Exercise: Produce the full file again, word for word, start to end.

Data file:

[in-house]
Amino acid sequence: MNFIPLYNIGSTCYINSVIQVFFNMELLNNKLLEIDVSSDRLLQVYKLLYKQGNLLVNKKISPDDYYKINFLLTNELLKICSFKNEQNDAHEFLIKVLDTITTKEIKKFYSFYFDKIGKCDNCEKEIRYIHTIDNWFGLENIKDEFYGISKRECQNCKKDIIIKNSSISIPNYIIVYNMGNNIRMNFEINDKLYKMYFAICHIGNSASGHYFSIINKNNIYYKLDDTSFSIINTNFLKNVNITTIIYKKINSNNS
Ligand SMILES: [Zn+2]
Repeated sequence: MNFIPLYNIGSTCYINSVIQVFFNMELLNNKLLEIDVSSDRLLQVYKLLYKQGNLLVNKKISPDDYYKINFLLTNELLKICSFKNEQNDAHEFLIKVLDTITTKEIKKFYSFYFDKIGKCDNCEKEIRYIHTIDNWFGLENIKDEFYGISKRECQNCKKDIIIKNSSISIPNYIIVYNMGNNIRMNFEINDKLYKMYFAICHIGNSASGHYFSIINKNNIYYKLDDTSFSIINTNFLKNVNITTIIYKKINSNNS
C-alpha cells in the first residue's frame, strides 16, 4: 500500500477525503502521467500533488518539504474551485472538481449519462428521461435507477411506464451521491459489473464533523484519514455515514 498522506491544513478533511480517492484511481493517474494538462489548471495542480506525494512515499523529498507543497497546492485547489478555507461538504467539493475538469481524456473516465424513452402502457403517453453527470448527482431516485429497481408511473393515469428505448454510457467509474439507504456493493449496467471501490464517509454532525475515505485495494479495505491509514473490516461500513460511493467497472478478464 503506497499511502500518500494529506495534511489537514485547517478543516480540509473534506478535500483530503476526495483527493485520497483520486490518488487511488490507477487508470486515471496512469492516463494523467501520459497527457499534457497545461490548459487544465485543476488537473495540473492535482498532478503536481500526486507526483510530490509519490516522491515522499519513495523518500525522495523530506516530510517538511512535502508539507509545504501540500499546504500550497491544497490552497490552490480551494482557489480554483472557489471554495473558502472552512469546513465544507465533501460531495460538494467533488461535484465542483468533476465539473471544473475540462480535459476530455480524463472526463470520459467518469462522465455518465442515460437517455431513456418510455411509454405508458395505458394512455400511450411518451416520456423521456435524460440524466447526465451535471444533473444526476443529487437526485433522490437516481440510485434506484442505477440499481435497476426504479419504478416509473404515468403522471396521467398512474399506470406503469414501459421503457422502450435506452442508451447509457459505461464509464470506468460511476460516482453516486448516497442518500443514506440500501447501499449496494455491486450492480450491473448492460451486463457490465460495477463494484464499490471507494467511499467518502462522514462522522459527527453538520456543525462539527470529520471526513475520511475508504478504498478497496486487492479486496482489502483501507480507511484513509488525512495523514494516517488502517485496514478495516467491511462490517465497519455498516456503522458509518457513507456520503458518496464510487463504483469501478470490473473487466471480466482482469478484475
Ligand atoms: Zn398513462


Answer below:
[in-house]
Amino acid sequence: MNFIPLYNIGSTCYINSVIQVFFNMELLNNKLLEIDVSSDRLLQVYKLLYKQGNLLVNKKISPDDYYKINFLLTNELLKICSFKNEQNDAHEFLIKVLDTITTKEIKKFYSFYFDKIGKCDNCEKEIRYIHTIDNWFGLENIKDEFYGISKRECQNCKKDIIIKNSSISIPNYIIVYNMGNNIRMNFEINDKLYKMYFAICHIGNSASGHYFSIINKNNIYYKLDDTSFSIINTNFLKNVNITTIIYKKINSNNS
Ligand SMILES: [Zn+2]
Repeated sequence: MNFIPLYNIGSTCYINSVIQVFFNMELLNNKLLEIDVSSDRLLQVYKLLYKQGNLLVNKKISPDDYYKINFLLTNELLKICSFKNEQNDAHEFLIKVLDTITTKEIKKFYSFYFDKIGKCDNCEKEIRYIHTIDNWFGLENIKDEFYGISKRECQNCKKDIIIKNSSISIPNYIIVYNMGNNIRMNFEINDKLYKMYFAICHIGNSASGHYFSIINKNNIYYKLDDTSFSIINTNFLKNVNITTIIYKKINSNNS
C-alpha cells in the first residue's frame, strides 16, 4: 500500500477525503502521467500533488518539504474551485472538481449519462428521461435507477411506464451521491459489473464533523484519514455515514 498522506491544513478533511480517492484511481493517474494538462489548471495542480506525494512515499523529498507543497497546492485547489478555507461538504467539493475538469481524456473516465424513452402502457403517453453527470448527482431516485429497481408511473393515469428505448454510457467509474439507504456493493449496467471501490464517509454532525475515505485495494479495505491509514473490516461500513460511493467497472478478464 503506497499511502500518500494529506495534511489537514485547517478543516480540509473534506478535500483530503476526495483527493485520497483520486490518488487511488490507477487508470486515471496512469492516463494523467501520459497527457499534457497545461490548459487544465485543476488537473495540473492535482498532478503536481500526486507526483510530490509519490516522491515522499519513495523518500525522495523530506516530510517538511512535502508539507509545504501540500499546504500550497491544497490552497490552490480551494482557489480554483472557489471554495473558502472552512469546513465544507465533501460531495460538494467533488461535484465542483468533476465539473471544473475540462480535459476530455480524463472526463470520459467518469462522465455518465442515460437517455431513456418510455411509454405508458395505458394512455400511450411518451416520456423521456435524460440524466447526465451535471444533473444526476443529487437526485433522490437516481440510485434506484442505477440499481435497476426504479419504478416509473404515468403522471396521467398512474399506470406503469414501459421503457422502450435506452442508451447509457459505461464509464470506468460511476460516482453516486448516497442518500443514506440500501447501499449496494455491486450492480450491473448492460451486463457490465460495477463494484464499490471507494467511499467518502462522514462522522459527527453538520456543525462539527470529520471526513475520511475508504478504498478497496486487492479486496482489502483501507480507511484513509488525512495523514494516517488502517485496514478495516467491511462490517465497519455498516456503522458509518457513507456520503458518496464510487463504483469501478470490473473487466471480466482482469478484475
Ligand atoms: Zn398513462